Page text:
Tuesday, September 29, 2009

Former Replacement Official Says Refs Will Be Tested

Former Replacement Official Says Refs Will Be Tested

NBA referee uniformBert Smith has been there, done that, so when an NBA replacement official calls him this week to ask for advice, on what to expect from star players and volatile coaches, on what it's really going to be like doing the games, they would be wise to listen closely.

It will range from obstacle course to gauntlet.

Smith was a young, promising official working college basketball games in the Big 12 and Conference USA when the NBA plucked him to be a replacement in 1995 during the last referee union lockout.

He worked 16 games that year, including a Sonics-Pacers game Nov. 18 in Indianapolis when he ejected then Seattle coach George Karl, who kept riding him over a call he didn't like, got a technical foul, then drop kicked the ball into the stands to show his displeasure. Smith tossed him.

"George was the only guy that year I had to eject,'' said Smith, now a veteran NCAA official who works mostly in the Southeastern Conference. "It's going to be interesting this time. It's not going be be easy. The replacements have to realize they are going to be tested, really tested. They have to understand that Kobe (Bryant) wants to be yelling at (regular official Steve) Javie, not a replacement guy. Phil Jackson and Doc Rivers (coaches of the Lakers and Celtics) don't want replacements doing their big game.''

The NBA will start the exhibition schedule with replacements this week in Utah when the Jazz play the Nuggets, now coached by the same George Karl. His Seattle team in 1995-96 won 64 games. His Denver team played in the conference final last spring, and should be even better this time.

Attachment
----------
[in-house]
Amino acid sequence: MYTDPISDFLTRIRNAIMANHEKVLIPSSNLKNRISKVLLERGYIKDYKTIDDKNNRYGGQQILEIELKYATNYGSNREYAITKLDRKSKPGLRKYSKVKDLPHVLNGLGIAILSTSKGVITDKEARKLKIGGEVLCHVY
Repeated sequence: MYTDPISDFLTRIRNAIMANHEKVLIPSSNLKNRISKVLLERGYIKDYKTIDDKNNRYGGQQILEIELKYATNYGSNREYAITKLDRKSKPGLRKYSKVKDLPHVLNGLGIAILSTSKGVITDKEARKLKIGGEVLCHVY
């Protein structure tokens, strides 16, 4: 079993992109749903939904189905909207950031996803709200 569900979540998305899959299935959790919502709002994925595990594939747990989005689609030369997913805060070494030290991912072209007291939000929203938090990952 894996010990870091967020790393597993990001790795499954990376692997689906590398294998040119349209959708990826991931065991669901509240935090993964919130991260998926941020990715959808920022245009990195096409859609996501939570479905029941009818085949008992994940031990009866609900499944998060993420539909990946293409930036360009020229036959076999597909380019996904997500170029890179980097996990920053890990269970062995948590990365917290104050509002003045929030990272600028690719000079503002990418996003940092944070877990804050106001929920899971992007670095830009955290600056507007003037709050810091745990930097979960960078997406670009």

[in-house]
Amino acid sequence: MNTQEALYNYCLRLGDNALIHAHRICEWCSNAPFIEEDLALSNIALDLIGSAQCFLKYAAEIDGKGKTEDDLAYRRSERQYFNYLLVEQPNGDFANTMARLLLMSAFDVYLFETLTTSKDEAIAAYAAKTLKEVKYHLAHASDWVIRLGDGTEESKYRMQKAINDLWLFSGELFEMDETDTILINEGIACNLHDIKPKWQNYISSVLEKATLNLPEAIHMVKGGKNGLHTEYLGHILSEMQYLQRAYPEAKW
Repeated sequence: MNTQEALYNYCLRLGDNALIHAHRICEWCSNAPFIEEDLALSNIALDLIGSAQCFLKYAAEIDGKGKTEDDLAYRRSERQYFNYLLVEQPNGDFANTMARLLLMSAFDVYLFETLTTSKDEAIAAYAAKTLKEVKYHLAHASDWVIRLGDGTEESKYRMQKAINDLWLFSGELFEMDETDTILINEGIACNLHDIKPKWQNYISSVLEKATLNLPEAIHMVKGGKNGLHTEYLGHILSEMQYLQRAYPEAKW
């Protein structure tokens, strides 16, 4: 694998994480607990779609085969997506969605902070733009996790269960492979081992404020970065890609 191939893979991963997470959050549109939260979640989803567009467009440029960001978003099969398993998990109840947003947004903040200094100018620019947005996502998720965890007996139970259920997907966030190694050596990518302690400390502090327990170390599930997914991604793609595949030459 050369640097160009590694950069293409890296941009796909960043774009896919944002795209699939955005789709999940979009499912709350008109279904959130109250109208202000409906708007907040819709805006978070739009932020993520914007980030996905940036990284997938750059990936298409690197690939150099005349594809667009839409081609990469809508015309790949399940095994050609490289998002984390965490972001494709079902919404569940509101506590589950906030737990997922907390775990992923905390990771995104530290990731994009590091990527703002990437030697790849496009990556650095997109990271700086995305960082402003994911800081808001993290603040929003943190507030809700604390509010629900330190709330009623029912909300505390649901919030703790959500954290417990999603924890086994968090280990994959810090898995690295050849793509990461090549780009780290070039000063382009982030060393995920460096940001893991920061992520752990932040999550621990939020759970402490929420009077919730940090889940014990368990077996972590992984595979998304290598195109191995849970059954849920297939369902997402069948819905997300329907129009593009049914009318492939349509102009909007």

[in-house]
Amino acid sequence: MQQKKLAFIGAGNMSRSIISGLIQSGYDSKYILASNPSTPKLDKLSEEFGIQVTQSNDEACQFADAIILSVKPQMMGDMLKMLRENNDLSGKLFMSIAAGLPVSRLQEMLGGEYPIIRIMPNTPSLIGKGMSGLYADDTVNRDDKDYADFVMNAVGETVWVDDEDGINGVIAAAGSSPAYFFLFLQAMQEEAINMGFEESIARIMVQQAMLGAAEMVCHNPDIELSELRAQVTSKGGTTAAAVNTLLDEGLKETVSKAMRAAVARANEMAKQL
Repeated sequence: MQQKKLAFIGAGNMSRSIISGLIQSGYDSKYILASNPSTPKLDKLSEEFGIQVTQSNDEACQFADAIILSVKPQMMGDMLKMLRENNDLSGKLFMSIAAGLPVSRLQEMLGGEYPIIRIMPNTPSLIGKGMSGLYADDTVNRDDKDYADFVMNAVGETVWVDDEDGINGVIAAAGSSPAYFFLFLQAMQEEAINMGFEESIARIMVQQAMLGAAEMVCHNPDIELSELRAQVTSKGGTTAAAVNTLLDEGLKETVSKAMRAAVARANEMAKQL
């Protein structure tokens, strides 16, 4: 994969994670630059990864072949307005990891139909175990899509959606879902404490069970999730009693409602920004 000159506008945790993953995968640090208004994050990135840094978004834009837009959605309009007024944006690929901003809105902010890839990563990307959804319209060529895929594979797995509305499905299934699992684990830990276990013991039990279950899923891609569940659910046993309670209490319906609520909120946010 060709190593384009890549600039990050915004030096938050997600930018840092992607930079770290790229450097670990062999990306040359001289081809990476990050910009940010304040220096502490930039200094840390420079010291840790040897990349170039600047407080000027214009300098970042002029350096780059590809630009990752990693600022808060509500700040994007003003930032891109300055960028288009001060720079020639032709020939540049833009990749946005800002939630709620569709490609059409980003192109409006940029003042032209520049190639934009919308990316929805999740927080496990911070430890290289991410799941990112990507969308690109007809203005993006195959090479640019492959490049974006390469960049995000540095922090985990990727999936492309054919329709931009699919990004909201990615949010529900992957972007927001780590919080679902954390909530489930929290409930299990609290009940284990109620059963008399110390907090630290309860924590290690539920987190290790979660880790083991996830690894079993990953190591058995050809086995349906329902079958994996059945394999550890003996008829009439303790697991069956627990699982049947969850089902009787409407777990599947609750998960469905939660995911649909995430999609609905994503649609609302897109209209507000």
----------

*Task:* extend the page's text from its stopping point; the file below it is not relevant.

"I don't remember (kicking the ball and being ejected in '95). I'm getting too old to remember,'' Karl said earlier this week. "Go back and get the video. I've gotten thrown out in Indiana a lot.''

Smith wasn't asked by the NBA to be a replacement this time. He left the NBA's developmental program several years ago, deciding to focus on the college game and his other career. He knows several college officials who rejected requests this time from the NBA, but he also knows some who accepted and will be among those starting the season.

"It's a touchy situation (for guys with NBA aspirations). If you're asked and tell them no, it's like saying, `I don't want this job interview.' And they just say, `if you don't want to help us out now, then why should we help you out later?''' Smith said. "If you don't come through for the boss, the boss is going to remember.''

Despite the trials, Smith still looks back at '95 as a positive experience for him. Until December of '95, they were working with two-man crews instead of today's standard three-man crews, which automatically made the job tougher.

They were easy targets for fans, players, coaches and broadcasters who didn't like the way games were going.

"We were just a means to the end for the NBA, but I have no regrets at all. For the most part, guys (players and coaches) were respectful. But it's really a no-win situation. We missed calls. Games weren't officiated as well, but regular officials miss calls, too. They (players and coaches) will want to see what you're made of, what kind of intestinal fortitude you have. All you can do is be honest with them when you miss a call.''

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